The first step in the routine is the execution of an inquiry step 130 to determine whether a picture number has been inserted on line 17 or 18. If the result of inquiry step 130 is affirmative, another inquiry step 132 is implemented to determine whether the WF Count is equal to 0. If the result of inquiry step 132 is affirmative, an error decision 134 is indicated by the output of a signal on line 117 (FIG. 6), namely, that two fields in a row have inserted therein biphase picture numbers. It will be recalled that biphase picture numbers are only applied on the first field of every picture, and are not applied to succeeding fields of the picture.
If the result of the inquiry step 132 is negative, a further inquiry step 136 is implemented to determine whether the WF Count is less than three. If it is not, an error decision 138 is indicated by the output of a signal on line 119 (FIG. 6), namely, that more than three fields have occurred in a row without a new picture number being inserted therein. In most conventional pulldown scemes no picture occupies more than three fields.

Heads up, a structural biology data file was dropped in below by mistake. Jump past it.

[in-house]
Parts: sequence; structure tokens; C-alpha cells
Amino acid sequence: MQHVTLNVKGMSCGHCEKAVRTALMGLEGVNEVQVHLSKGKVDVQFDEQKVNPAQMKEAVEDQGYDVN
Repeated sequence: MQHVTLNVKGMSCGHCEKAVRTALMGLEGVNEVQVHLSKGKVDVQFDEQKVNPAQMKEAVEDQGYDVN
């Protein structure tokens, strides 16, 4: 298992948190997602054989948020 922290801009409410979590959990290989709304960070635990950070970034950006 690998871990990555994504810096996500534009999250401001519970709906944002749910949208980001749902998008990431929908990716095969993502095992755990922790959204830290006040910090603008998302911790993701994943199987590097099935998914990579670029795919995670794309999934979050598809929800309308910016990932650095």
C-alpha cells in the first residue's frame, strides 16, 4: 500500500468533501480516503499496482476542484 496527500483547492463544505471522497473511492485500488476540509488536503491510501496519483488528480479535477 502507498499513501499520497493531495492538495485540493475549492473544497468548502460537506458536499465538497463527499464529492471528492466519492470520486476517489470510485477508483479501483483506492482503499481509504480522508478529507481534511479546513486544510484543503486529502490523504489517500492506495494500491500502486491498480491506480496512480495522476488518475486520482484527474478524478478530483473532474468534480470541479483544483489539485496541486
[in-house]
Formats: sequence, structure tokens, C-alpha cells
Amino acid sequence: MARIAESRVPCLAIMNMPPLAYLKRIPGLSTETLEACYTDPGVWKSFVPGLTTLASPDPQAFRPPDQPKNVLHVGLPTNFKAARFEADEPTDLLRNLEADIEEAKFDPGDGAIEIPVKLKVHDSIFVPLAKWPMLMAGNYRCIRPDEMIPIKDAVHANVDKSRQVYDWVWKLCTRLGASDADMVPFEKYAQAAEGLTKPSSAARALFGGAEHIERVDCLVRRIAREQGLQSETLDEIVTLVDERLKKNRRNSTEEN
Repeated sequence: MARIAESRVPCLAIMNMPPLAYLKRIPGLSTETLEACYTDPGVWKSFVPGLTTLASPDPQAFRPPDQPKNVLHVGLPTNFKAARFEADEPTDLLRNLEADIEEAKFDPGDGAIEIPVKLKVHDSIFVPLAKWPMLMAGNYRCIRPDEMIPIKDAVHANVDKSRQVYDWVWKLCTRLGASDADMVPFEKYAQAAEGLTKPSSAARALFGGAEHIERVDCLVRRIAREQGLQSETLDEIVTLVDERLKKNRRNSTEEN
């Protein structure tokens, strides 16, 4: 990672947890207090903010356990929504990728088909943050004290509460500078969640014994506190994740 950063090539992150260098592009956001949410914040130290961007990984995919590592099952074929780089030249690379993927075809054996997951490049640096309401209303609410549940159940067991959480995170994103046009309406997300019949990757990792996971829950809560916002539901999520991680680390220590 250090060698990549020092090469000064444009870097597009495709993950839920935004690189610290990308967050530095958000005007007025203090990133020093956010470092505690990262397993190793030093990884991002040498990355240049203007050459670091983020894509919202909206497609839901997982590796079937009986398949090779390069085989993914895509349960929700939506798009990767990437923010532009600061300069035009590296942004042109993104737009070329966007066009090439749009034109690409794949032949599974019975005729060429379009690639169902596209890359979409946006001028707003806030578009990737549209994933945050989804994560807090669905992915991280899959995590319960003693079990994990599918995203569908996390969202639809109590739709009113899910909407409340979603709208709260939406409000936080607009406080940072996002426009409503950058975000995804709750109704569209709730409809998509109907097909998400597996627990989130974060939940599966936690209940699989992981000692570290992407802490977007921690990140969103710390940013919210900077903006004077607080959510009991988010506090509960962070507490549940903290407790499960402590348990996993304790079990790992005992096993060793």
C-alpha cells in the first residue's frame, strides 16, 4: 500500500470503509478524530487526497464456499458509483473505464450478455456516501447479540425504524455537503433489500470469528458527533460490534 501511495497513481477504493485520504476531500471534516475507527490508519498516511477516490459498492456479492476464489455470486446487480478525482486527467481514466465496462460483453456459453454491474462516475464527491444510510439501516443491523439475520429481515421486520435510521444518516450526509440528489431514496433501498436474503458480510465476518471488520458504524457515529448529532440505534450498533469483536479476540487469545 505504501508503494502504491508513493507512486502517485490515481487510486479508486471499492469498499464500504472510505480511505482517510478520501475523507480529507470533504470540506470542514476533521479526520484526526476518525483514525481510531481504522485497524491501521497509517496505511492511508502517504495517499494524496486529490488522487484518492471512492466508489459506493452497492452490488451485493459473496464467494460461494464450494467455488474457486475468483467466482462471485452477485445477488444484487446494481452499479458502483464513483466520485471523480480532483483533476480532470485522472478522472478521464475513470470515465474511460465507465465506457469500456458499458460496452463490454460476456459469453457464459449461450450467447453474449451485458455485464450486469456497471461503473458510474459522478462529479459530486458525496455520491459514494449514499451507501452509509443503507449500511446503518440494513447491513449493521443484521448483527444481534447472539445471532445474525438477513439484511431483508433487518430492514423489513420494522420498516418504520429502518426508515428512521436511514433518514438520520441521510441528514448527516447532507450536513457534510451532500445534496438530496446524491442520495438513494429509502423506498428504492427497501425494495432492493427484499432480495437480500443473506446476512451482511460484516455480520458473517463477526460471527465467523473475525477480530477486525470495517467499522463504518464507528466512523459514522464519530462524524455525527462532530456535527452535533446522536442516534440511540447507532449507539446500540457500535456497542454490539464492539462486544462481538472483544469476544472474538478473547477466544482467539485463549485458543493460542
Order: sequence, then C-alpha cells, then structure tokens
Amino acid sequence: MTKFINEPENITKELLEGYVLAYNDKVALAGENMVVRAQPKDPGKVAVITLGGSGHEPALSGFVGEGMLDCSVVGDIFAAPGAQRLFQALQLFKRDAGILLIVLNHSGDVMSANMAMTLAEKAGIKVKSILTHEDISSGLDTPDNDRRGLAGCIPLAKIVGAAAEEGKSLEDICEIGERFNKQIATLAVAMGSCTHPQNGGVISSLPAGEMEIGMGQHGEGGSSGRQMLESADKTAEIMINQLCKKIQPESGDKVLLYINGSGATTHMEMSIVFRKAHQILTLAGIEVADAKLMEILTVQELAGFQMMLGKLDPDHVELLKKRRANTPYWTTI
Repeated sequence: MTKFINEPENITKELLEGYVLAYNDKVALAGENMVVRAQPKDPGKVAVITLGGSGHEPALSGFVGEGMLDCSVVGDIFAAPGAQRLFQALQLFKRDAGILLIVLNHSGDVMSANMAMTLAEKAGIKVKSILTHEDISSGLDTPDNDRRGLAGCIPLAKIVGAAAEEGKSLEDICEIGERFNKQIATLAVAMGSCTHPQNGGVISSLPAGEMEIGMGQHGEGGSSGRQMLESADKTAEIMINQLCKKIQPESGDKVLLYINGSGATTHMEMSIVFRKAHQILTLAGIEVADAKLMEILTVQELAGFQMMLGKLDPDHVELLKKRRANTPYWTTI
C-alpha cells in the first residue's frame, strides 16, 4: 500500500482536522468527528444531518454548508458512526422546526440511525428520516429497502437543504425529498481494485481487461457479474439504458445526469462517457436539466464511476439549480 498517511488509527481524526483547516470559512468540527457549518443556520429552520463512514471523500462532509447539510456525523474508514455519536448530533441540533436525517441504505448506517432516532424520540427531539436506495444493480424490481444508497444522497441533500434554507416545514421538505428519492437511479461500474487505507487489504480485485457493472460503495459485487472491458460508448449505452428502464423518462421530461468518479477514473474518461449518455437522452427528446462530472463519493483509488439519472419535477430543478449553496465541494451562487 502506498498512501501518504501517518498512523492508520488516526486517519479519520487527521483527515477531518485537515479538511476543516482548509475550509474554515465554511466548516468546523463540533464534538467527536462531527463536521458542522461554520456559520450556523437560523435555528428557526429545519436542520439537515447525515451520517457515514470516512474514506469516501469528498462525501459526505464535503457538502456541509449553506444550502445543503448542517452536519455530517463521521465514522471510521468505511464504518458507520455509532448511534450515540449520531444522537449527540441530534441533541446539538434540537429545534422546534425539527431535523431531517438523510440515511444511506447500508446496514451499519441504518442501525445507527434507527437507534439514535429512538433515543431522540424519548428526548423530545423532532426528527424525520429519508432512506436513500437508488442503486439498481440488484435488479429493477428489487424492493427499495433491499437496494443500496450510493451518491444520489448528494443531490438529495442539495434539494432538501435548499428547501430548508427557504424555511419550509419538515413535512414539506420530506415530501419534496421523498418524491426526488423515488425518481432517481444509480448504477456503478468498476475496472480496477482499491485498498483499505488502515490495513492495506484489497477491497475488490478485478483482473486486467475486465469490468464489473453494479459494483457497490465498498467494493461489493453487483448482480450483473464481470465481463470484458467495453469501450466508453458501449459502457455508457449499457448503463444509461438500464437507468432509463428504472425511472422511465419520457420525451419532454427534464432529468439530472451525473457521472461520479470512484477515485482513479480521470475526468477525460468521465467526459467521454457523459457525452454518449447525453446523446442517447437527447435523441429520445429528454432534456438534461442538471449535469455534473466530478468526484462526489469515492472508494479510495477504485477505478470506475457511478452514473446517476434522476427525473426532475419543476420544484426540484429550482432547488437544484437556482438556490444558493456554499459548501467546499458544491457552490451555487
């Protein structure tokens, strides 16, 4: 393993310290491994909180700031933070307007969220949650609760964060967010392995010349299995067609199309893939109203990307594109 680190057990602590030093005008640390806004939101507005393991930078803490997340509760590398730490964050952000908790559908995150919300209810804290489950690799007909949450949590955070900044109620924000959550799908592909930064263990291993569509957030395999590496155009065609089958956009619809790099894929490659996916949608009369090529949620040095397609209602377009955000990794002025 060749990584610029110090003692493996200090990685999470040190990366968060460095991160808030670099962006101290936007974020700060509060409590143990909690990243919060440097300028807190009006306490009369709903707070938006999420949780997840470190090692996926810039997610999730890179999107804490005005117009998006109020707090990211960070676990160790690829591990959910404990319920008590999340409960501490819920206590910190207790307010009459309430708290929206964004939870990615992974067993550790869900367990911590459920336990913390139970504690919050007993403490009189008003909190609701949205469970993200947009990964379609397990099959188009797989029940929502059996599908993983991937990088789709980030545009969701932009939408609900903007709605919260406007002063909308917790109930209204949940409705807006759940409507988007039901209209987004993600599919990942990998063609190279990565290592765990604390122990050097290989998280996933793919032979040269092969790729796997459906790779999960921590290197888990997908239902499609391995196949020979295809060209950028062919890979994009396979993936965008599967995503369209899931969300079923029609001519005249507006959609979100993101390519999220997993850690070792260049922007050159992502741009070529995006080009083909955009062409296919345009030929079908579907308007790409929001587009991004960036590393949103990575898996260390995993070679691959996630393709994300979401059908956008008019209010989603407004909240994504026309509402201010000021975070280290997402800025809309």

If the result of the inquiry step 136 is affirmative, the program proceeds to an execution step 140 to set the WF Count register to zero. This step is implemented in any of the branches proceeding from an affirmative result of inquiry step 130.
Following action step 140 another inquiry step 142 is implemented to determine whether a white flag exists on line 11. If the result of inquiry step 142 is negative, an error decision 144 is indicated by the output of a signal on line 121 (FIG. 6), namely, that a white flag is missing where it should appear. It will be recalled that every time a biphase picture number is detected on line 17 or 18 a white flag is assumed to belong on line 11. If the result of inquiry step 142 is affirmative, the routine proceeds to END. The routine also proceeds to END following step 144.